From the Archive: Professional Wrestling for Amateurs – The View From Inside

And then there were three! Past the halfway mark and ready to go again with another insightful and informative look at the world of professional wrestling. So far in this series we have identified some of the physical and mental challenges faced by the men and women who go out night after night in bars, clubs, halls and arenas worldwide to put on a show as well as some of the stigma that is associated with being a wrestling fan. As always if you have missed any of the previous three parts we will take a moment now to wait for you to go back, catch up and make sure you know what you are getting yourself into.

In part 4 (that’s this one) we are going to be looking at some of what life as a wrestler is all about – courtesy of an exclusive interview with American Premier Wrestling’s O’Shay Edwards – and go over some of the points that we have touched on already with someone who has experienced them first hand.

How long have you been wrestling and how long did you train before you debuted?

I have been training since February of 2016 with my first show coming in April.

Whereabouts can we find you working in the ring?

I’m currently being booked for American Premier Wrestling, which has produced its first NXT product (Macey Estrella) and I’m currently in talks with LaGrange Championship Wrestling to start working for them too. I’m excited to see what happens.

How often do you train now – both in ring and general fitness?

It depends on how often I can actually get in the ring. If I can get in the ring 2 times a week I’m usually in the gym one day a week. If I can get into the ring 1 time a week I’m in the gym 2 times a week. What if I can’t get there anytime that week? Then I usually spend 3 days out of the week in the gym.

Do you use your own name, or a character/gimmick name, and if so does your character differ much from your real self?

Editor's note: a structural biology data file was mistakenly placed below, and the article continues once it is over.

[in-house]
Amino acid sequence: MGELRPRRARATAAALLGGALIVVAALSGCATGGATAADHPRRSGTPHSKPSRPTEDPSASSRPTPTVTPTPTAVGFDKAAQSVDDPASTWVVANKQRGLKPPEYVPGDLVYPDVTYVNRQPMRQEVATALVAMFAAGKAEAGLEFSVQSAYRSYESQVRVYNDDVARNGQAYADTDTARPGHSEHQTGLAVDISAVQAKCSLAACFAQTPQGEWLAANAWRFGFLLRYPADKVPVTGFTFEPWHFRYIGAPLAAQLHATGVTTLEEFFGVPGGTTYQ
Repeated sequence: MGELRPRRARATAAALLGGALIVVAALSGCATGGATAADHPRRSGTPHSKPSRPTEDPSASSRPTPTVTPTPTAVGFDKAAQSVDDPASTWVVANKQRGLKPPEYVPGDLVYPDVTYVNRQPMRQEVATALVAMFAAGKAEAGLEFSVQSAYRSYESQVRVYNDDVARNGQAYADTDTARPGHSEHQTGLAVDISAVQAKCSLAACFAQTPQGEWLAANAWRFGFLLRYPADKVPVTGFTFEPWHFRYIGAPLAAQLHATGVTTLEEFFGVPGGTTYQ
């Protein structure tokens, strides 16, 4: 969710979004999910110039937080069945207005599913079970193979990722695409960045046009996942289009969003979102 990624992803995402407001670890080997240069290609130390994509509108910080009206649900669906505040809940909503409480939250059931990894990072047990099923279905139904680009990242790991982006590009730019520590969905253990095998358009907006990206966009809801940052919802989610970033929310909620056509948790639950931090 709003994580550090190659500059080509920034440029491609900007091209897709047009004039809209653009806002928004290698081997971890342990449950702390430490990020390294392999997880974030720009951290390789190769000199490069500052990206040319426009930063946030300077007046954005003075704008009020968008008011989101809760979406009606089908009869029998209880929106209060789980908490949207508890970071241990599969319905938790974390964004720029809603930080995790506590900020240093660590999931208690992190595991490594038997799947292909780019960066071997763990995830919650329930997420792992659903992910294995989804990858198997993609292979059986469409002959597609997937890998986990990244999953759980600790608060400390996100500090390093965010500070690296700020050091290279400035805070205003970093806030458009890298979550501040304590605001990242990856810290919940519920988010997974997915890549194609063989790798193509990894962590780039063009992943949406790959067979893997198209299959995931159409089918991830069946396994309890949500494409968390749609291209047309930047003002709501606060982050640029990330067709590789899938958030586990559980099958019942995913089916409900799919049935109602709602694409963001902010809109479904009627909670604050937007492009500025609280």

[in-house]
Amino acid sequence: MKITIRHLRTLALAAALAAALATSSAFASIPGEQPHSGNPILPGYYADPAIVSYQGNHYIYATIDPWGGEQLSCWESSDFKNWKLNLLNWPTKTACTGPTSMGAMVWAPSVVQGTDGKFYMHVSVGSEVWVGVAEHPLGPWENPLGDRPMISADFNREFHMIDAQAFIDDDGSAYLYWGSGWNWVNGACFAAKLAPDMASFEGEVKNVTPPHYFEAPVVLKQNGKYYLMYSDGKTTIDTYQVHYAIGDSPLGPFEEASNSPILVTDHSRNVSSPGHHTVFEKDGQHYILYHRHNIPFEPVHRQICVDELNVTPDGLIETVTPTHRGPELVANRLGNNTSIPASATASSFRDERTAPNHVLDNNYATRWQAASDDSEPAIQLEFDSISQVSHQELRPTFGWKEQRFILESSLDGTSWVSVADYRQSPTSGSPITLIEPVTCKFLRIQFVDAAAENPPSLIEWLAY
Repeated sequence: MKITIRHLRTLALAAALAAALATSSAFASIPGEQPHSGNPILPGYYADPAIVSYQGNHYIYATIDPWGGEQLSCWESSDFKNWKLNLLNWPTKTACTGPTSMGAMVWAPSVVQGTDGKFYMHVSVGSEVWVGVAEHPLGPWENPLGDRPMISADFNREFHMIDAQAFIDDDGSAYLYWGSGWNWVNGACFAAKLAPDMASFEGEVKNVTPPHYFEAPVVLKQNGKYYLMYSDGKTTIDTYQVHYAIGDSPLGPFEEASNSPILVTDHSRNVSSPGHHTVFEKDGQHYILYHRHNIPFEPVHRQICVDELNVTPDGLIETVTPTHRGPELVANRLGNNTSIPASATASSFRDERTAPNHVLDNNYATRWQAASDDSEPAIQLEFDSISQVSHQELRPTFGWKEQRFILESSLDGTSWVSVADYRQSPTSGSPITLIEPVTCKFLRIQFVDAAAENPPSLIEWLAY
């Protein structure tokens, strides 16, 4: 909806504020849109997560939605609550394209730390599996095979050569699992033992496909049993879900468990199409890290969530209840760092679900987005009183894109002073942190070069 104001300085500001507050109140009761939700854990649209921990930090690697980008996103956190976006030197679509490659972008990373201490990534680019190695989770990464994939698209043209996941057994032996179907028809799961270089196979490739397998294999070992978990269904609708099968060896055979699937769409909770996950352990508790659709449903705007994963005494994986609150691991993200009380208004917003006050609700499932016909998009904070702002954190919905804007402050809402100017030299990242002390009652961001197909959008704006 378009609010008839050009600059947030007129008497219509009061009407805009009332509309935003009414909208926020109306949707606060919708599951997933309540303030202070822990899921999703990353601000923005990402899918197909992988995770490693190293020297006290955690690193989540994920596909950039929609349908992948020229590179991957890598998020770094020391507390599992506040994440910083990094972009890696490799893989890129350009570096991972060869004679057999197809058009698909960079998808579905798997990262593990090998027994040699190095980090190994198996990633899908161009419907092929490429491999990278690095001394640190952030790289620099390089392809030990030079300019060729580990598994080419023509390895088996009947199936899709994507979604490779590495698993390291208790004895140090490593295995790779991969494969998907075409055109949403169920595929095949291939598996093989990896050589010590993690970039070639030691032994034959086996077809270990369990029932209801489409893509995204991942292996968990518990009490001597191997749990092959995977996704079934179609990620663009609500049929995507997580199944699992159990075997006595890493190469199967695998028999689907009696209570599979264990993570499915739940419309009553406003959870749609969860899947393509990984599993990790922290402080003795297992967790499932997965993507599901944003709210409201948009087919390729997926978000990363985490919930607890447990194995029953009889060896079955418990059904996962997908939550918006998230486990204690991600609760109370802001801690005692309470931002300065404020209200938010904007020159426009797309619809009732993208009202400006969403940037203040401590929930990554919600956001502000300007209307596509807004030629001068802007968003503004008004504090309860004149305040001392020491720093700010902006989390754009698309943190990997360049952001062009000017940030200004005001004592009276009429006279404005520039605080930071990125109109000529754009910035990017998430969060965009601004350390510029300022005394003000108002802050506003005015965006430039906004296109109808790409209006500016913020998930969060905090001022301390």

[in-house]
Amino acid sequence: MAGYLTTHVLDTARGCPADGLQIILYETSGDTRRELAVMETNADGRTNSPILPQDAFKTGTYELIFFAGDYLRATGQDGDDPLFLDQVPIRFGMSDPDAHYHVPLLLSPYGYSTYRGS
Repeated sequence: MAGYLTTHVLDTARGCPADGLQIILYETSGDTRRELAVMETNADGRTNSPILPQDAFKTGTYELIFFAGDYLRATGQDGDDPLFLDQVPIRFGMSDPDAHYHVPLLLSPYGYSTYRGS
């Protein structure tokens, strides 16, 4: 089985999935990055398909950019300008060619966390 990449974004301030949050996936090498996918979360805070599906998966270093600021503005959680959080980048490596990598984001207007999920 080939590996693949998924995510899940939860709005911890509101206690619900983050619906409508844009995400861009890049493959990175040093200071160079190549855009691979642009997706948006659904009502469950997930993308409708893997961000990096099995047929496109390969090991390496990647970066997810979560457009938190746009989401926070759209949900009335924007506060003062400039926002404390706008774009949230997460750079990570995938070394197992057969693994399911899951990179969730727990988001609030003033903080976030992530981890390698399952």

No, I don’t use my own name. My gimmick name kinda happened on the fly but personality wise I don’t differ much. Its just myself ramped up to a 1000%.

 

What’s the biggest crowd you’ve worked for? Likewise, what’s the smallest crowd you’ve worked for?

The smallest crowd was about 50 or 60 people. The largest crowd so far has been a little over 200. The goal is one day to wrestle in front of a thousand plus people.

Furthest you’ve travelled for a show?

The farthest ever was about 3 hours from Atlanta to Statesboro Georgia.

Do you have a favourite opponent?

So far my favorite match has been wrestling against Iron Man.

Have you taken any bad bumps or botches that have legitimately hurt you, serious injuries etc?

Ironically enough while wrestling Iron Man I took a punch and it landed right above my right eye. It busted open and I bled all over place but we had the match of the night.

Finally, what do you do when you’re not wrestling?

I’m a full-time Firefighter in Atlanta.

We would like to sincerely thank O’Shay for taking the time to talk to us and answer our questions. Be sure to check him out, and the rest of APW, if you are in Georgia and you have the chance.

Hopefully this interview has given you some good insights into the life of a professional wrestler and will serve as a reminder that you should always be respectful to the talent – regardless of whether you may like the character or not – because, in this case at least, if you live around Atlanta a few boos and a nasty tweet could see your cat stuck up that tree for a little bit longer.


This piece was originally published on May 16th 2016 at http://botchworldorder.wordpress.com

From the Archive: Professional Wrestling for Amateurs – The Hard Road

Who would’ve thought that we would be back here again, eager as beavers for part 3 of our wrestling extravaganza? Well, I would’ve (because I’m contractually obligated to be here) but you are here of your own volition and I must say that is very much appreciated.

In case you new to the blog, and this series in particular, previously in parts one and two we have touched on the stigma that is sometimes associated with the professional wrestling community as a whole and the physical side of the business that is often discredited as being fake – but what about the mental challenges that are faced by male and female wrestlers all over the world.

Right now, as you read these words, there are literally thousands of professional wrestlers around the globe waking up or going to sleep in a cheap motel somewhere, thousands of miles away from their families. Ordinary people, who like the other 99% have a job that they get out of bed for – the only difference being that they don’t have the luxury of sitting behind a desk for eight hours and then clocking out and going home to the wife and kids, sitting around the table for a decent home cooked meal and hearing about how little Timmy’s football match went. Birthdays, Anniversaries, Dance Recitals, Dentists appointments, so many different activities – seemingly ordinary to the rest of us – are missed because they have to work a schedule as mentally gruelling as it is physical.